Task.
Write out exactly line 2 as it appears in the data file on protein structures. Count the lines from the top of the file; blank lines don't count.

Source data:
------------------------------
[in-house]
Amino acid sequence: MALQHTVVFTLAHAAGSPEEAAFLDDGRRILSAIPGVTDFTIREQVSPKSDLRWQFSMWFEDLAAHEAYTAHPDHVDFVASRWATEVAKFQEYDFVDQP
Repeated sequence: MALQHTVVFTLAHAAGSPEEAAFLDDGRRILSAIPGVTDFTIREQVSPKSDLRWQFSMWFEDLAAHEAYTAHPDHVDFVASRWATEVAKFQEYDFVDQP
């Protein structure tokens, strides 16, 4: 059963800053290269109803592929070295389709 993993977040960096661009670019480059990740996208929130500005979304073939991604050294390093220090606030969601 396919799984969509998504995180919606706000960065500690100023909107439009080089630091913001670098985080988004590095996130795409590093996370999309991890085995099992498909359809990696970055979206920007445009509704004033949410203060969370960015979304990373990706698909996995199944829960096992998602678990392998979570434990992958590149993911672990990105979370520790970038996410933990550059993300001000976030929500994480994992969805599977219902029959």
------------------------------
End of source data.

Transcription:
Amino acid sequence: MALQHTVVFTLAHAAGSPEEAAFLDDGRRILSAIPGVTDFTIREQVSPKSDLRWQFSMWFEDLAAHEAYTAHPDHVDFVASRWATEVAKFQEYDFVDQP